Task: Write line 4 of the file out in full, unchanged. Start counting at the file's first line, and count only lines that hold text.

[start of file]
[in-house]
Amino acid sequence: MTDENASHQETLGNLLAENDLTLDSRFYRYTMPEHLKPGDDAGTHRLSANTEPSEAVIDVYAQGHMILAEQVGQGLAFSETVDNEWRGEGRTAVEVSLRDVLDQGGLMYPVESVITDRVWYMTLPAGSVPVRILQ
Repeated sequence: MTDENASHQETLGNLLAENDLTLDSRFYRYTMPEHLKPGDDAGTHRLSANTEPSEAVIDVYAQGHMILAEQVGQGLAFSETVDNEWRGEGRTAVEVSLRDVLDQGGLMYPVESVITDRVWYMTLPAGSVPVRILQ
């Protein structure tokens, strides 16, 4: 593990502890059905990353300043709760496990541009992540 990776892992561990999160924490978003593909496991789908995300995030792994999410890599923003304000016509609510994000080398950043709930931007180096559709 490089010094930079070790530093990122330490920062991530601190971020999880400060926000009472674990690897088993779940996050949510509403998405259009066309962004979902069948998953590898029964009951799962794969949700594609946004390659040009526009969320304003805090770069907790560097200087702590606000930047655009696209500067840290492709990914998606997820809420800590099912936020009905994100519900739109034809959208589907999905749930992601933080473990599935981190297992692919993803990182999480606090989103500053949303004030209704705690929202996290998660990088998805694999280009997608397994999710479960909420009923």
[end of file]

């Protein structure tokens, strides 16, 4: 593990502890059905990353300043709760496990541009992540 990776892992561990999160924490978003593909496991789908995300995030792994999410890599923003304000016509609510994000080398950043709930931007180096559709 490089010094930079070790530093990122330490920062991530601190971020999880400060926000009472674990690897088993779940996050949510509403998405259009066309962004979902069948998953590898029964009951799962794969949700594609946004390659040009526009969320304003805090770069907790560097200087702590606000930047655009696209500067840290492709990914998606997820809420800590099912936020009905994100519900739109034809959208589907999905749930992601933080473990599935981190297992692919993803990182999480606090989103500053949303004030209704705690929202996290998660990088998805694999280009997608397994999710479960909420009923």